Why Mindset Matters Most
Mindset matters most because it drives our experiences:
Mindset >> beliefs >> behaviors >> outcomes
Here’s what I mean: You have a mindset that making a living doing what you love is impossible. Because you think it so much, you believe it. Because you believe something is impossible, you don’t try it. Because you don’t try it, guess who doesn’t make a living doing labors of love?
But here’s where the rubber really meets the road:
Mindset >> interpretations (or stories we tell ourselves)>> emotions >> attraction or repulsion
Here’s what I mean: Life happens; it’s up to us to tell the best-feeling stories we can about it. Not only is this smart from a feeling better standpoint, but also because bad-feeling emotions can thwart our best actions.
Emotions = energy in motion. Energy travels in waves, or vibes. Have you ever met someone who did the right things but still managed to turn you off? Master your emotions and don’t be that guy. And have you expected to find Kool & the Gang on a jazz station? Sounds absurd, but that’s what we do day to day—put out funk and act shocked when life doesn’t reciprocate with Blue Skies.
We’re like radios; we pick up what we’re tuned to. So if you want to rock ‘n’ roll, stop singing the blues.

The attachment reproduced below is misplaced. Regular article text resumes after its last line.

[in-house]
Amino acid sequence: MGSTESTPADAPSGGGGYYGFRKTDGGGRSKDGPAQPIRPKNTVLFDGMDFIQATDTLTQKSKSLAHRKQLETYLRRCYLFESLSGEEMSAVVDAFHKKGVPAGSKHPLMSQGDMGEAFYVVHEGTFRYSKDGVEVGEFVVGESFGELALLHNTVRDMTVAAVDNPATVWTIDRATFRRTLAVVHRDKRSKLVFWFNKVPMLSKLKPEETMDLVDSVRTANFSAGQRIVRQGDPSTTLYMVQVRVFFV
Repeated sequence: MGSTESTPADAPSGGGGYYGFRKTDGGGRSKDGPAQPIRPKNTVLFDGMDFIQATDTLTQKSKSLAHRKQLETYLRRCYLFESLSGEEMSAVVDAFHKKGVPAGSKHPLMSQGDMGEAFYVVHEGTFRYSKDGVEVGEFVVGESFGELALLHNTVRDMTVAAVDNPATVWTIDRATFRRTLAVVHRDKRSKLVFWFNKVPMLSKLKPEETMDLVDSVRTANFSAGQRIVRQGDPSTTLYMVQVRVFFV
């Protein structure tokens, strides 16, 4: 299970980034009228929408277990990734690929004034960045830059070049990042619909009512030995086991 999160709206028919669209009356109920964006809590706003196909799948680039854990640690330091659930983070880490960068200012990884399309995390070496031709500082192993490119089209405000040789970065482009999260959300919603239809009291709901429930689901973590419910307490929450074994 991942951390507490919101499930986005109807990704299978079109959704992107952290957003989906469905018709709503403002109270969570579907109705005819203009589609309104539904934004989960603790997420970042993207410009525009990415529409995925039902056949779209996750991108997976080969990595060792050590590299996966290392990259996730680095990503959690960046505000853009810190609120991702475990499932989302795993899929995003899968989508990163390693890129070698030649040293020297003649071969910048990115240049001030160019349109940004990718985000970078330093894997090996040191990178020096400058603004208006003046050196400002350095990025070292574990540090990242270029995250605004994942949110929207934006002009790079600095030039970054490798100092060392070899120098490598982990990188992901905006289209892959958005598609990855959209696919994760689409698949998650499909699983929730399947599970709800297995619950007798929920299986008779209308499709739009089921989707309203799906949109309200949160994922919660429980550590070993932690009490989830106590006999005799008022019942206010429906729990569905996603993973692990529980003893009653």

From analogy to the real world
OK, I’ll stop with the analogies and make this practical with a story. Some years ago, I asked a friend to go to a meeting with me. I stood him up. He got angry. He found me the next day to chew me out. Looking at the situation from my friend’s perspective, you might take his side.
Now let’s look at the situation from mine: I asked a friend to attend a meeting with me. The day before we were set to go, my brother was killed in an accident. I decided to skip the meeting and sent my friend a message to that effect; he didn’t receive it. When he found me the day after I “stood him up,” I could see the anger on his face before he expressed it verbally. I asked whether he’d received my message. No. I told him what it was. In an instant, his anger became sympathy.
I tell this story to make five points:
- Give people the benefit of the doubt, especially people you know and whose behavior seems out of character.
- A single situation can elicit very different emotions; the way you feel about something can change as quickly as you change your story about it.
- Shifting gears from anger to sympathy indicates that a story you’re telling yourself is going in a positive direction.
- It’s easier shifting gears from anger to contentment when sliding into sympathy along the way. In other words, change your mind in increments if a radical shift is too much at once.
- Look for the best-feeling stories about life that you can find or you’re punishing yourself otherwise.
Sartre said Hell is other people. Other people are hell because we’d rather be “right” than generous in the stories we tell about them. But is it worth going to hell—and staying there—to be right about what you think?